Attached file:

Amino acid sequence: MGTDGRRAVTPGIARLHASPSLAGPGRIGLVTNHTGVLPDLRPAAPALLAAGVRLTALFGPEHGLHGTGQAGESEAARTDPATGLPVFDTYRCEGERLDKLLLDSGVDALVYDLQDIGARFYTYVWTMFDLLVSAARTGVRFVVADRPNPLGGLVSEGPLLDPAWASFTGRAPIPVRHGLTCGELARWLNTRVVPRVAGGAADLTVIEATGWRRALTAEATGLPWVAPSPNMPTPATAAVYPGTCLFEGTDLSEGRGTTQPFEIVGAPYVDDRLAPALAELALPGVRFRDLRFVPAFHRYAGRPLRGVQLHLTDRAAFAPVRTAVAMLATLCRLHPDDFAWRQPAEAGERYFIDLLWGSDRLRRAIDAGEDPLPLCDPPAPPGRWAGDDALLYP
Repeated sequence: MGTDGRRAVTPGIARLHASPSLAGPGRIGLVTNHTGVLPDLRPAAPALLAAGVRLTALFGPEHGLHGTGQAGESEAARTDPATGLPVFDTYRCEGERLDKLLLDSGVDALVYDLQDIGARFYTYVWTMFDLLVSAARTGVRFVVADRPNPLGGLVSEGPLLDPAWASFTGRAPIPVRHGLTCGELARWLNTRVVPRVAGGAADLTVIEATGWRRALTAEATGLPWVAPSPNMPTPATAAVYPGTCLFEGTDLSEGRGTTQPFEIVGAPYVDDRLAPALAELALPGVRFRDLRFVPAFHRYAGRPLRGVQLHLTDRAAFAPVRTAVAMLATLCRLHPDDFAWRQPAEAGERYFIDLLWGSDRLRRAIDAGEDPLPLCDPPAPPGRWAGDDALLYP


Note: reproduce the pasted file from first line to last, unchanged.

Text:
Amino acid sequence: MGTDGRRAVTPGIARLHASPSLAGPGRIGLVTNHTGVLPDLRPAAPALLAAGVRLTALFGPEHGLHGTGQAGESEAARTDPATGLPVFDTYRCEGERLDKLLLDSGVDALVYDLQDIGARFYTYVWTMFDLLVSAARTGVRFVVADRPNPLGGLVSEGPLLDPAWASFTGRAPIPVRHGLTCGELARWLNTRVVPRVAGGAADLTVIEATGWRRALTAEATGLPWVAPSPNMPTPATAAVYPGTCLFEGTDLSEGRGTTQPFEIVGAPYVDDRLAPALAELALPGVRFRDLRFVPAFHRYAGRPLRGVQLHLTDRAAFAPVRTAVAMLATLCRLHPDDFAWRQPAEAGERYFIDLLWGSDRLRRAIDAGEDPLPLCDPPAPPGRWAGDDALLYP
Repeated sequence: MGTDGRRAVTPGIARLHASPSLAGPGRIGLVTNHTGVLPDLRPAAPALLAAGVRLTALFGPEHGLHGTGQAGESEAARTDPATGLPVFDTYRCEGERLDKLLLDSGVDALVYDLQDIGARFYTYVWTMFDLLVSAARTGVRFVVADRPNPLGGLVSEGPLLDPAWASFTGRAPIPVRHGLTCGELARWLNTRVVPRVAGGAADLTVIEATGWRRALTAEATGLPWVAPSPNMPTPATAAVYPGTCLFEGTDLSEGRGTTQPFEIVGAPYVDDRLAPALAELALPGVRFRDLRFVPAFHRYAGRPLRGVQLHLTDRAAFAPVRTAVAMLATLCRLHPDDFAWRQPAEAGERYFIDLLWGSDRLRRAIDAGEDPLPLCDPPAPPGRWAGDDALLYP